The Beamable Multiplayer feature allows game makers to create real-time and turn-based multi-user game experiences.
Support turn-based gameplay with seamless integration with rewards, matchmaking, and leaderboards without the need to build, run, and scale a game server.
What is a game server? A game server is the source of event coordination in a multiplayer video game. The server transmits enough events about its internal state to allow each connected client to maintain their own accurate version of the game. Events may contain various types of information including; properties about the game world, the players, and player input. See Wikipedia for more info.
More details are covered in related feature page(s).
• Matchmaking - Allows game makers to connect remote players together for shared experiences
Here are the leading options;
- The server processes game-specific logic. The server is the game.
- Ideal For: Persistent world games, MMOs, and first-person shooters.
- The server introduces client to client. Key communication passes directly from client to client.
- Ideal For: First-person shooters and games that can tolerate cheating.
- The server sends and receives events between all clients in a match. The match is the "Room" in which all the game players interact. Each client is the game.
- Ideal For: Real-time strategy, tower defense, MOBAs, card battlers, auto chess, and more...
Here is a comparison of various game servers;
|Default Benefits||Relay Server||Dedicated Server||Peer-To-Peer Server|
|Simpler Server Infrastructure & Simpler Setup||✔️|
|Higher Security||✔️ (Determinism)||✔️ (Server-Authoritative)|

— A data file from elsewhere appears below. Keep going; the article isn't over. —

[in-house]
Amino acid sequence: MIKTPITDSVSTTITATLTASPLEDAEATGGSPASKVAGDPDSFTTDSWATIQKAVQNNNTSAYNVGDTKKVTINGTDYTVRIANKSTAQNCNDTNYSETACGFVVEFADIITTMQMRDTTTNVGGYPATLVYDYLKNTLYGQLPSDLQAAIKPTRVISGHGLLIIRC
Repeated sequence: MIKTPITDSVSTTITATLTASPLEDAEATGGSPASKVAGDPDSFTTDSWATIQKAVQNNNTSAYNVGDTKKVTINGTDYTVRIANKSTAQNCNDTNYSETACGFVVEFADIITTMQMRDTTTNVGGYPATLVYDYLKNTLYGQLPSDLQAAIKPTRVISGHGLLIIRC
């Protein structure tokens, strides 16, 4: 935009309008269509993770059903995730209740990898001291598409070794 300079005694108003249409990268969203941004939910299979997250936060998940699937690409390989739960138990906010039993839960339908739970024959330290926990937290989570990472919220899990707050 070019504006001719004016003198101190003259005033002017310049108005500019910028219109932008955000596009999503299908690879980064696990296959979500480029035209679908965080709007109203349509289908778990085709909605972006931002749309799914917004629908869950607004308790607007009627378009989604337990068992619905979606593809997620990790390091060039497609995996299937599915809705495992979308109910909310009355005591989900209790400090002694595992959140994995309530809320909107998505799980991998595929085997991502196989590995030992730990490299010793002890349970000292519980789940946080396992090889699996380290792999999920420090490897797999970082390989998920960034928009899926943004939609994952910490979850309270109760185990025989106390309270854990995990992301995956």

The Beamable Multiplayer API is lean and straightforward to setup. The pipeline and workflow for development are ready out-of-the-box on day 1 of development, allowing game makers to focus on game-specific client logic.
Beamable's Multiplayer is a relay server. This means that Beamable keeps a list of all events sent from all clients in a given match. Then, via push or pull, each client can ask "for all events since last time I asked". The clients then MUST advance the game play deterministically, replaying each player’s input, so each client is in sync.
This section contains any advanced configuration options and workflows.
Here are some common terms:
|Client||This refers to the instance of the game code that is running on each player's local device (e.g. Mobile Phone)|
|Event||The data packet that represents a player's turn in the game. This may be any serializable C# structure.|
|Latency||This measurement indicates the average total time needed for the game client to send an event to the Multiplayer server and receive the reply. Latency is measured in milliseconds (e.g. 200ms)|
|Matchmaking||This is the process of choosing a |
Note: See Matchmaking for more info
|SimClient||This class is the main entry point for Beamable's Multiplayer feature.|